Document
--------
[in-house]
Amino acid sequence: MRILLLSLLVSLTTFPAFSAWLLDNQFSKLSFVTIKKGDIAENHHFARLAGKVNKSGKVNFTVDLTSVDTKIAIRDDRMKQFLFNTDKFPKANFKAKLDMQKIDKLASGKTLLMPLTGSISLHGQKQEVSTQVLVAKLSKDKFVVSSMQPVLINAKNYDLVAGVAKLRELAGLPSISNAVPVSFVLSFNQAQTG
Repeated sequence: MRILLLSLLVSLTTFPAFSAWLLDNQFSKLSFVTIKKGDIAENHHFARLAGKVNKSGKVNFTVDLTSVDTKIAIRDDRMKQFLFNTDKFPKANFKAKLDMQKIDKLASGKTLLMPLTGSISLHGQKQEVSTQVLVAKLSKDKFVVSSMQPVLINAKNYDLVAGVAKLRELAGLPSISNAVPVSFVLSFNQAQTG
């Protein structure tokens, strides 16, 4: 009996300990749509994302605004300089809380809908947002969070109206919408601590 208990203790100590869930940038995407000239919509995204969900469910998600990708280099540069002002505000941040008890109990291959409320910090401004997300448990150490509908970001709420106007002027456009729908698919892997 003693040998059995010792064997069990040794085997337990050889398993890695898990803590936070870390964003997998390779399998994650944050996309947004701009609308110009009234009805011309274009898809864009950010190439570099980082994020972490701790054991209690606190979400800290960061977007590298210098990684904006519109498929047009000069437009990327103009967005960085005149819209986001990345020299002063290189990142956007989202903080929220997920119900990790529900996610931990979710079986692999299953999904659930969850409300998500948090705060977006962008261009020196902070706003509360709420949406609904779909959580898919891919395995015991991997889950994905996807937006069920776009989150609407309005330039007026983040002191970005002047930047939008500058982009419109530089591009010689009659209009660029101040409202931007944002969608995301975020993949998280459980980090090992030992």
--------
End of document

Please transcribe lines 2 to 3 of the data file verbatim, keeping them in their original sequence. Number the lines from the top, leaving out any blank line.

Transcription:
Amino acid sequence: MRILLLSLLVSLTTFPAFSAWLLDNQFSKLSFVTIKKGDIAENHHFARLAGKVNKSGKVNFTVDLTSVDTKIAIRDDRMKQFLFNTDKFPKANFKAKLDMQKIDKLASGKTLLMPLTGSISLHGQKQEVSTQVLVAKLSKDKFVVSSMQPVLINAKNYDLVAGVAKLRELAGLPSISNAVPVSFVLSFNQAQTG
Repeated sequence: MRILLLSLLVSLTTFPAFSAWLLDNQFSKLSFVTIKKGDIAENHHFARLAGKVNKSGKVNFTVDLTSVDTKIAIRDDRMKQFLFNTDKFPKANFKAKLDMQKIDKLASGKTLLMPLTGSISLHGQKQEVSTQVLVAKLSKDKFVVSSMQPVLINAKNYDLVAGVAKLRELAGLPSISNAVPVSFVLSFNQAQTG